By Kevin WalstonFebruary 9, 2016
BAGRAM AIR FIELD, Afghanistan (Feb. 9, 2016) -- Ascertaining the needs of deployed Soldiers was a paramount concern for the acting Army secretary when he visited Bagram Airfield, Feb. 4-6.
Patrick J. Murphy, who was sworn in as the 32nd undersecretary of the Army and chief management officer by President Barack Obama Jan. 4, visited Afghanistan to familiarize himself with missions and capabilities across the area of operations and spend time with Soldiers. Murphy is serving as the acting Army secretary while Eric Fanning undergoes Senate confirmation hearings to become the next Army secretary.
During his visit, Murphy, a third generation veteran, received operational briefings on the entirety of the current U.S. Forces Afghanistan mission. He held a town hall meeting and several troop engagements to hear and address the concerns and needs of Soldiers while also participating in an early morning physical training session with Soldiers of the Theater Response Force, or TRF, assigned to 2nd Battalion, 14th Infantry Regiment, which is deployed to Bagram from Fort Drum, New York.
"We're in the longest war in American history and thanks so much for your service," he told the Soldiers. "We're so grateful for you doing all that you're doing to keep Families safe at home."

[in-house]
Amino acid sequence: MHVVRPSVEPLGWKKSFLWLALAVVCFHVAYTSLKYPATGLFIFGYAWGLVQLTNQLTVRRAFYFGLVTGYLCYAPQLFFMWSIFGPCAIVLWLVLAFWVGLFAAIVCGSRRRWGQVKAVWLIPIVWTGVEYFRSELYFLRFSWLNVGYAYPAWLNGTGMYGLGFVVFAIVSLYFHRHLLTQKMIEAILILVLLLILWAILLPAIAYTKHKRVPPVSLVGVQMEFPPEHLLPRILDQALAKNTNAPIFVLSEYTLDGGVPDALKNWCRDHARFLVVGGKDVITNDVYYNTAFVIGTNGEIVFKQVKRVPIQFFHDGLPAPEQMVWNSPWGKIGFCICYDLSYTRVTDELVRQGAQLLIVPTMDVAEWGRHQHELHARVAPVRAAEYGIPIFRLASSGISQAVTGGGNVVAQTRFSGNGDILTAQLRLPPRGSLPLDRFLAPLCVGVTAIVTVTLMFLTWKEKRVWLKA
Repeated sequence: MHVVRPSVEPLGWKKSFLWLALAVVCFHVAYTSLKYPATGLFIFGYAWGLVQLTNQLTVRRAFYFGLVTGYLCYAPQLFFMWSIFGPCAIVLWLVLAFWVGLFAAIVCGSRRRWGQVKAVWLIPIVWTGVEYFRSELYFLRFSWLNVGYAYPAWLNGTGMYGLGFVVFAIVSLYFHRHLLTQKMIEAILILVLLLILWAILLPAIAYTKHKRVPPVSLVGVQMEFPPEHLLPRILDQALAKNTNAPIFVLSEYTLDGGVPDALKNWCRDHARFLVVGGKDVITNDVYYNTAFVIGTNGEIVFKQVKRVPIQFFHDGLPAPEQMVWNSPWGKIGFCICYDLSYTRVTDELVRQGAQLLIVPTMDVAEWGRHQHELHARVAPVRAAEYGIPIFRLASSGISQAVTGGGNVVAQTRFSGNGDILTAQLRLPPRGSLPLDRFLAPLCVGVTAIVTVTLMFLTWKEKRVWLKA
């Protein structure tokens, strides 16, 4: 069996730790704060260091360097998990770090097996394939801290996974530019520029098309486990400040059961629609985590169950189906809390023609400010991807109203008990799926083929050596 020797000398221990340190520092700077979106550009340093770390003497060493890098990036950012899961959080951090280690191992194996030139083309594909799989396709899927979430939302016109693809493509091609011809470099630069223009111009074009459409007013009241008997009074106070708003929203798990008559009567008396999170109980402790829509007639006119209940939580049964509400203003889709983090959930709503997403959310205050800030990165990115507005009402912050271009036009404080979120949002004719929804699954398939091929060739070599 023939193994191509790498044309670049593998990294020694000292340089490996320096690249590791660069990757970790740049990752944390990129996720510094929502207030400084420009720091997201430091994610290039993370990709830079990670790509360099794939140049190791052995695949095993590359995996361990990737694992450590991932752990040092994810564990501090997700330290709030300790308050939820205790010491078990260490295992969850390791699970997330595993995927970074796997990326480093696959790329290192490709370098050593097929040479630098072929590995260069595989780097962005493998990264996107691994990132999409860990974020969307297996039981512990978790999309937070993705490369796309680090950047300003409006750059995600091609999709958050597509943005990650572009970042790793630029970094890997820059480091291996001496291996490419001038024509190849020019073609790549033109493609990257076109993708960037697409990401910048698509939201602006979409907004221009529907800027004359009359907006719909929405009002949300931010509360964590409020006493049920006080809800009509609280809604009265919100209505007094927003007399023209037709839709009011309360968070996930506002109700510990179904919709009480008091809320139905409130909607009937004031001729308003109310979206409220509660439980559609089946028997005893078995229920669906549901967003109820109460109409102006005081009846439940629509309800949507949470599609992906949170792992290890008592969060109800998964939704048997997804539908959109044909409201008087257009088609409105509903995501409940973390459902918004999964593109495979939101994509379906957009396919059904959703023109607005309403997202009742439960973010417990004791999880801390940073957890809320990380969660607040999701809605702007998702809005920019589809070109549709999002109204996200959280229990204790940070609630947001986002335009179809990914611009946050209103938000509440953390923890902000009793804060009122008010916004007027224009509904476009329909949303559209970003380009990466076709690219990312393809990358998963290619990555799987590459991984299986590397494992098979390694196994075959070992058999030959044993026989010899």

Lt. Col. Michael Kovacevic, who commands Task Force Dragon, 2nd Battalion, 14th Infantry Regiment, said it was a special honor having the acting Army secretary visit the unit, especially during the early morning hours to participate in physical training.
"Every unit in the Army has its own unique story and mission and the acting secretary was able to see what a diverse role that the Soldiers of the Golden Dragons provide Resolute Support mission each day as the TRF," he said. "His visit was a special moment for the Soldiers that they'll remember long after this deployment. It lets them know how much their service to our nation means and is appreciated."
Command Sgt. Maj. Rob McConnell, Task Force Iron Eagle command sergeant major, echoed Kovacevic's comments, adding that the acting Army secretary has established effective communication with the field since assuming his position and his visit lends credibility to his degree of involvement.
"[It] reinforces his commitment to working to make the Army better by making first-hand observations and allowing Soldiers and leaders the opportunity to interact with senior leadership," he said. "We were able to brief him not only on our mission, but provide him some insight into the complexities of the current environment."
During his town hall session with about 200 Soldiers representing various base units, Murphy spoke about his Army service in uniform and his time spent as a U.S. Military Academy at West Point, New York, instructor. He credited his time in uniform as preparing him for the time he spent on Capitol Hill as the youngest member of Congress. During the question and answer period, Soldiers asked questions about spouse benefits, pay, promotions, possible drawdowns and force realignment.
Murphy closed the town hall by saying how humble and honored he was to represent the Army and reassured everyone that his job is to assure that members of Congress and the public are aware of the sacrifice, professionalism and service of the men and women who are serving.